Ah, another week, another Pete Evans scandal… it seems the celebrity chef cops hate as frequently as he posts on Instagram.

Considering the amount of controversy Evans has caused over the years, it can be hard to keep up with exactly how and why he has offended so many of us.

Thus, I have put together this handy guide to help you get up to speed with the latest exceedingly problematic behaviour from Evans.

While Evans has already gotten more than his fair share of airtime, it’s imperative to call out unacceptable conduct from someone with as much influence as he.

Without further ado, here’s exactly why former My Kitchen Rules judge Pete Evans has received so much (deserved) hate of late.

So, it all began one fateful day when Evans logged on to both his Instagram and Facebook pages, of which he has a combined following of 1.5 million people.

From there, he uploaded an image of a cartoon which featured a caterpillar and butterfly sitting together.

Alas, it wasn’t that simple, as the caterpillar was wearing a Make America Great Again hat, while the butterfly had a Black Sun symbol on its wing.

The Black Sun, also known as the sunwheel or sonnenrad, is an Ancient European symbol that has since been appropriated by Neo-Nazis.

It has also been frequently used by right-wing extremists, including the Australian terrorist who murdered dozens of people in Christchurch last year.

Within the picture, the MAGA-hat wearing caterpillar is shown telling the butterfly that they have changed.

In response, the Black Sun-patterned butterfly replied that they are ‘supposed to.’

It certainly appeared that Evans was well aware of the meaning of the butterfly’s pattern, as evidenced by a telling comment to a follower.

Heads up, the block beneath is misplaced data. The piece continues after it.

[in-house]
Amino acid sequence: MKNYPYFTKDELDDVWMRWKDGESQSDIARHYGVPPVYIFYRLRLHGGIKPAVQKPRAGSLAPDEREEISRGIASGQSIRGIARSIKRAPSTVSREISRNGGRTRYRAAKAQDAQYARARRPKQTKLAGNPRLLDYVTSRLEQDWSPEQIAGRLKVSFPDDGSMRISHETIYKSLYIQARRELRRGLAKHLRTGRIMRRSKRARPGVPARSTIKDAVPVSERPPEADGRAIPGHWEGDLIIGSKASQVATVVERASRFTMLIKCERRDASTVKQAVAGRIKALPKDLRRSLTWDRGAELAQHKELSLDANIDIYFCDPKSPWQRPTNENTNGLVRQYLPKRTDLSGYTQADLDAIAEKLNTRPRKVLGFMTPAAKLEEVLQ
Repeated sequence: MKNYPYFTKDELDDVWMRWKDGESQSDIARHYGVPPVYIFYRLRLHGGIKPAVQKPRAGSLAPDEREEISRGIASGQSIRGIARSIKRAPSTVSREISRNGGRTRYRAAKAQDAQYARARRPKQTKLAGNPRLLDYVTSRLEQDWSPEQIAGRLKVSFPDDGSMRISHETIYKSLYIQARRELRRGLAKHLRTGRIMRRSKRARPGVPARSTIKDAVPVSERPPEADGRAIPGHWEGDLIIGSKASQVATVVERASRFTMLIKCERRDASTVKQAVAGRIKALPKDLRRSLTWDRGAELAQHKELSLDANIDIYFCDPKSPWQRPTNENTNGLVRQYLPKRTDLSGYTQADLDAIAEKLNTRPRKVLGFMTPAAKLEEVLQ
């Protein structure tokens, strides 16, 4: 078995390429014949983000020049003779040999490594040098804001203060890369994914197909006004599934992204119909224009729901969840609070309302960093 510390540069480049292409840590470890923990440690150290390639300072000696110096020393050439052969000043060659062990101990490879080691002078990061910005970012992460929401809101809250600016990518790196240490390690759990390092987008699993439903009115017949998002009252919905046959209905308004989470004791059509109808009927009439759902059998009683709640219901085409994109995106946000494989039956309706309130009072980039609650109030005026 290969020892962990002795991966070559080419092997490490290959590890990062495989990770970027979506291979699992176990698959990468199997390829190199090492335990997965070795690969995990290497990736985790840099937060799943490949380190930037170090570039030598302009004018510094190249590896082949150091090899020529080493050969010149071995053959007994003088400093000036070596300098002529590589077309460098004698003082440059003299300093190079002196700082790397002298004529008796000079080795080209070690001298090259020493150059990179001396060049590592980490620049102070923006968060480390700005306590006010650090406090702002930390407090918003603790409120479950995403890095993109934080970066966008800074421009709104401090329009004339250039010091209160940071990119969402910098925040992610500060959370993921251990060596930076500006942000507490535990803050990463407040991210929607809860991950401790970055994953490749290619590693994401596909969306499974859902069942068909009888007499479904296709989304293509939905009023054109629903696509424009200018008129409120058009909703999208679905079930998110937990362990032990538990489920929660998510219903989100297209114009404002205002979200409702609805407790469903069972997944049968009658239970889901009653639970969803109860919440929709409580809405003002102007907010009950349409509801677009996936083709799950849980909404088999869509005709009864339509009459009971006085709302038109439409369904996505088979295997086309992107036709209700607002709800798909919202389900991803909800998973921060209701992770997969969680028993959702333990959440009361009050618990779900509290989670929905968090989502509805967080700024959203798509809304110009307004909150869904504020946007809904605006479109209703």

When the follower pointed out the Black Sun symbol, Evans replied that he was “waiting for someone to see that.”

Unsurprisingly, the hate and backlash was swift, leading Pete Evans to delete the image a short time later.

From there, he posted a subtly salty apology to people who had “misinterpreted” the picture.

“Sincere apologies to anyone who misinterpreted a previous post of a caterpillar and a butterfly having a chat over a drink and perceived that I was promoting hatred,” he said.

“I look forward to studying all of the symbols that have ever existed and research them thoroughly before posting.”

Unfortunately for Evans, there was no way he was being let off the hook that easily.

Not long after, actor Magda Szubanski took to Twitter to post a response to Evans’ apology.

“Misinterpreted” BullSHIT!! It’s not just the cartoon… check his comments- a friend screen capped this image below,” Szubanski wrote, along with a screenshot of a public comment left by Evans.

As seen in the image, Evans told a follower who mentioned Nazi Germany to “have another look about the true history of Germany.”

While Evans is the king of deliberately vague language, it is fair to deduce that he is implying people should be sceptical about factual (not to mention horrific) events.